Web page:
Ten years ago, on November 23, 2009, 58 people—32 of them journalists—were brutally killed in the sleepy and impoverished town of Ampatuan in Maguindanao province in the Philippines. Called the Ampatuan Massacre, the horrific carnage sent shockwaves across the globe: it was dubbed as the world’s single deadliest attack against journalists, propelling the Philippines to the likes of war-torn Iraq and Somalia, two of the world’s most dangerous places to be a journalist.
Ten years later, nothing much has changed. Still no verdict for the masterminds of the Ampatuan massacre. Journalist killings remain while impunity continues to reign: the Philippines ranked fifth in Committee to Protect Journalists’ 2019 Global Impunity Index, the list of countries where journalists are slain and killers go unpunished. Under the Duterte administration, 14 journalists have been killed in the line of duty and not a single mastermind has ever been caught, according to the National Union of Journalists of the Philippines (NUJP).
In fact, the situation has gotten worse. Today, we see attacks against the media which have never been seen since democracy was restored in 1986: journalists are branded as terrorists and enemies of the state; media institutions are slapped with trumped-up charges; and journalism is openly discredited by no less than President Rodrigo Duterte and his army of trolls.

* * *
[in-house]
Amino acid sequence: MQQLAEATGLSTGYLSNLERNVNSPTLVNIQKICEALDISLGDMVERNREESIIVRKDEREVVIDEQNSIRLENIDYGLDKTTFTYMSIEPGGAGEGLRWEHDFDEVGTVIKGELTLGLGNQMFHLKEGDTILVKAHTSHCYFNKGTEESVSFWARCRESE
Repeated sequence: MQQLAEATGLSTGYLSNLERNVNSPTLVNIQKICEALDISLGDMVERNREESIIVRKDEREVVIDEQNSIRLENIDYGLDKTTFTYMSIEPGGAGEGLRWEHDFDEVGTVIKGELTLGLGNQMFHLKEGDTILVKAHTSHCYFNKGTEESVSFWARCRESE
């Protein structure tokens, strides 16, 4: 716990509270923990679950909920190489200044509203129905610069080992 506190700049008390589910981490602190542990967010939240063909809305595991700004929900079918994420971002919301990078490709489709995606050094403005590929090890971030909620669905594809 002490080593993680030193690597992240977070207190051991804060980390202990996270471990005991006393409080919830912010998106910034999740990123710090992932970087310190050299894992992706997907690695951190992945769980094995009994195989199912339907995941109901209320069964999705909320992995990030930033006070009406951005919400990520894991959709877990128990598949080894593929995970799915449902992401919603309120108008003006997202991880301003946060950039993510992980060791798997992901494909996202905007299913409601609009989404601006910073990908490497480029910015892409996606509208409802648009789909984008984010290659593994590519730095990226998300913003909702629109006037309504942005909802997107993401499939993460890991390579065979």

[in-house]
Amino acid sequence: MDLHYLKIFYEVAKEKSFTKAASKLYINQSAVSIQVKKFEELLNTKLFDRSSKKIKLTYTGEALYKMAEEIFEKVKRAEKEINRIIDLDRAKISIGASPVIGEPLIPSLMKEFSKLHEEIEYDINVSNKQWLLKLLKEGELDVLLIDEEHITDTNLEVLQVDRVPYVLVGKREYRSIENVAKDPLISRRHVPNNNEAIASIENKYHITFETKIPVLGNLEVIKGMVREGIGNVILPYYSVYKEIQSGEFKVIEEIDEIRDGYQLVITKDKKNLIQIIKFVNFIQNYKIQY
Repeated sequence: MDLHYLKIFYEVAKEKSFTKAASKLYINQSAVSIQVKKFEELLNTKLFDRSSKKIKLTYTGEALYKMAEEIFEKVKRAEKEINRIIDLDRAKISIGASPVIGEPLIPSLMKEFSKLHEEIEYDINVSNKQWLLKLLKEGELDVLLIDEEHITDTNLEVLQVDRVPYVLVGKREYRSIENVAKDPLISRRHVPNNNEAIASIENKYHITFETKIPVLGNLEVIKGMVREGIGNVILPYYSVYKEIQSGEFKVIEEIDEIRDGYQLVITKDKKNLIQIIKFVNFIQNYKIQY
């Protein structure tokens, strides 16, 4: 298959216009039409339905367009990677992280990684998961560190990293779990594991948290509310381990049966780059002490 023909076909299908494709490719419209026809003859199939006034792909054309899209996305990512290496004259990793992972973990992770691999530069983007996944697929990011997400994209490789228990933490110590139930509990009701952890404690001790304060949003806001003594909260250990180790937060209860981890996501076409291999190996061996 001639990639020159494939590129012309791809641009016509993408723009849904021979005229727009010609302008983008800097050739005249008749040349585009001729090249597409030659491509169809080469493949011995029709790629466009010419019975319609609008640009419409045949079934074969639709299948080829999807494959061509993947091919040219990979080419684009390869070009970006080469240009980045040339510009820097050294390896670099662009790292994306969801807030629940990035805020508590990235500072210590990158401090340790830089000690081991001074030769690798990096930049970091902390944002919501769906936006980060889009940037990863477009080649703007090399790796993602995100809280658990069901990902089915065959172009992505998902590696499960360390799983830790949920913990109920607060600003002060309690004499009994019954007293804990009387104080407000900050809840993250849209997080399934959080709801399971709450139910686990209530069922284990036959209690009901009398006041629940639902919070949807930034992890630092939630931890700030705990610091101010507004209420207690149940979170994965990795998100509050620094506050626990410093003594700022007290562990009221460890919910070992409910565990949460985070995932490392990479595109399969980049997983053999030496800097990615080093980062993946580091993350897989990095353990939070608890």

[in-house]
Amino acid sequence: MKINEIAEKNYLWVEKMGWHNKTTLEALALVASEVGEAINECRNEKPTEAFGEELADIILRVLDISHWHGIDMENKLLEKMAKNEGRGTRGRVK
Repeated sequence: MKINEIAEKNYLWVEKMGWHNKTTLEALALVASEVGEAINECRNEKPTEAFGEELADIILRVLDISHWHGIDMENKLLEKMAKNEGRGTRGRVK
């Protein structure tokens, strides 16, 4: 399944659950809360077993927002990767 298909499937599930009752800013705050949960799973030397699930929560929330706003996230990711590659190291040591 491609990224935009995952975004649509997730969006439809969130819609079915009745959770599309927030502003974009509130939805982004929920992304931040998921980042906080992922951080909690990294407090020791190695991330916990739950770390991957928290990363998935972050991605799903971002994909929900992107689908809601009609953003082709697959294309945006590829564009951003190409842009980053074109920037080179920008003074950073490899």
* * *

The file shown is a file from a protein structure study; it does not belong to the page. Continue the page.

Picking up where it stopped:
Duterte, a populist leader catapulted to power for his promise of change, is very vocal about his disdain towards the press, especially those critical against him such as the Inquirer, Rappler, and ABS-CBN. He threatened to have ABS-CBN’s broadcast franchise revoked, while the internal revenue bureau has pursued tax evasion charges against Rappler, and Inquirer. The justice department, meanwhile, has charged Rappler and its CEO, Maria Ressa, with cyberlibel over an article that had been sleeping inside the news agency’s servers for five years.
He openly discredits the press by calling it corrupt and paid hacks, thus they deserve to die. In an interview before he assumed office in 2016, Duterte said: “Just because you’re a journalist you are not exempted from assassination, you son of a b*tch.”
This statement set the tone of Duterte’s relationship with the press. For the past three years, attacks against journalists have evolved. Aside from the usual insults and profanities, the Duterte administration has stepped up its campaign against critical journalists and activists through the National Task Force to End Local Communist Armed Conflict (NTF-Elcac). With its so-called “whole-of-nation approach,” the NTF-Elcac involves various government agencies to eradicate the communist insurgency at all levels of governance.
But according to Filipino human rights group Karapatan, such campaign emboldens state forces to falsely accuse journalists and activists as communists and enemies of the state. In fact, it has practically allowed ranking government officials to recklessly tag journalist groups like the NUJP as communist fronts or rebels, without providing an iota of evidence.